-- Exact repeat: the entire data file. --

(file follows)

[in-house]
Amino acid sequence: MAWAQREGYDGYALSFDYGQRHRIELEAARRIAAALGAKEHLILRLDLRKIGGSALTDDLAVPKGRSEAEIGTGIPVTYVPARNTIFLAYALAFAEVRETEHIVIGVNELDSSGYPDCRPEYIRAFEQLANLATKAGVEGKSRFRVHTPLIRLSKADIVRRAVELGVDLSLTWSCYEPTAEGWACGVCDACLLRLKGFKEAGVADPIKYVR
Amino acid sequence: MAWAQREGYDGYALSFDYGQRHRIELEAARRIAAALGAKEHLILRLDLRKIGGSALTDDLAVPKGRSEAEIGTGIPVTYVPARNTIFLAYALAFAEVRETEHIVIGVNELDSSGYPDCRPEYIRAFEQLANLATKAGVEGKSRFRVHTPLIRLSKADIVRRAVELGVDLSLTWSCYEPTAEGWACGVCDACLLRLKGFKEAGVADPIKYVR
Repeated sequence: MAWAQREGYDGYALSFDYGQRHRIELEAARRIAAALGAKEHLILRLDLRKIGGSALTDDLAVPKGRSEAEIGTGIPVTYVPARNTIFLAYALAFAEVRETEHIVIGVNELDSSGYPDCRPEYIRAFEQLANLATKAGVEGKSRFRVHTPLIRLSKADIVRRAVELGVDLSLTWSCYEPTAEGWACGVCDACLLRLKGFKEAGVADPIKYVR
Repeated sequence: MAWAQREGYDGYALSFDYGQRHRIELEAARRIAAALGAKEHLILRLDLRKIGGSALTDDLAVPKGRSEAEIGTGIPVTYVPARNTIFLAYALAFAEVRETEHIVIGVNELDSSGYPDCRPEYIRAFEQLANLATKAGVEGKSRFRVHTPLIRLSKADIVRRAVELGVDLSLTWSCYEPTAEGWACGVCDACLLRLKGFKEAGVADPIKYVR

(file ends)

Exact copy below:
[in-house]
Amino acid sequence: MAWAQREGYDGYALSFDYGQRHRIELEAARRIAAALGAKEHLILRLDLRKIGGSALTDDLAVPKGRSEAEIGTGIPVTYVPARNTIFLAYALAFAEVRETEHIVIGVNELDSSGYPDCRPEYIRAFEQLANLATKAGVEGKSRFRVHTPLIRLSKADIVRRAVELGVDLSLTWSCYEPTAEGWACGVCDACLLRLKGFKEAGVADPIKYVR
Amino acid sequence: MAWAQREGYDGYALSFDYGQRHRIELEAARRIAAALGAKEHLILRLDLRKIGGSALTDDLAVPKGRSEAEIGTGIPVTYVPARNTIFLAYALAFAEVRETEHIVIGVNELDSSGYPDCRPEYIRAFEQLANLATKAGVEGKSRFRVHTPLIRLSKADIVRRAVELGVDLSLTWSCYEPTAEGWACGVCDACLLRLKGFKEAGVADPIKYVR
Repeated sequence: MAWAQREGYDGYALSFDYGQRHRIELEAARRIAAALGAKEHLILRLDLRKIGGSALTDDLAVPKGRSEAEIGTGIPVTYVPARNTIFLAYALAFAEVRETEHIVIGVNELDSSGYPDCRPEYIRAFEQLANLATKAGVEGKSRFRVHTPLIRLSKADIVRRAVELGVDLSLTWSCYEPTAEGWACGVCDACLLRLKGFKEAGVADPIKYVR
Repeated sequence: MAWAQREGYDGYALSFDYGQRHRIELEAARRIAAALGAKEHLILRLDLRKIGGSALTDDLAVPKGRSEAEIGTGIPVTYVPARNTIFLAYALAFAEVRETEHIVIGVNELDSSGYPDCRPEYIRAFEQLANLATKAGVEGKSRFRVHTPLIRLSKADIVRRAVELGVDLSLTWSCYEPTAEGWACGVCDACLLRLKGFKEAGVADPIKYVR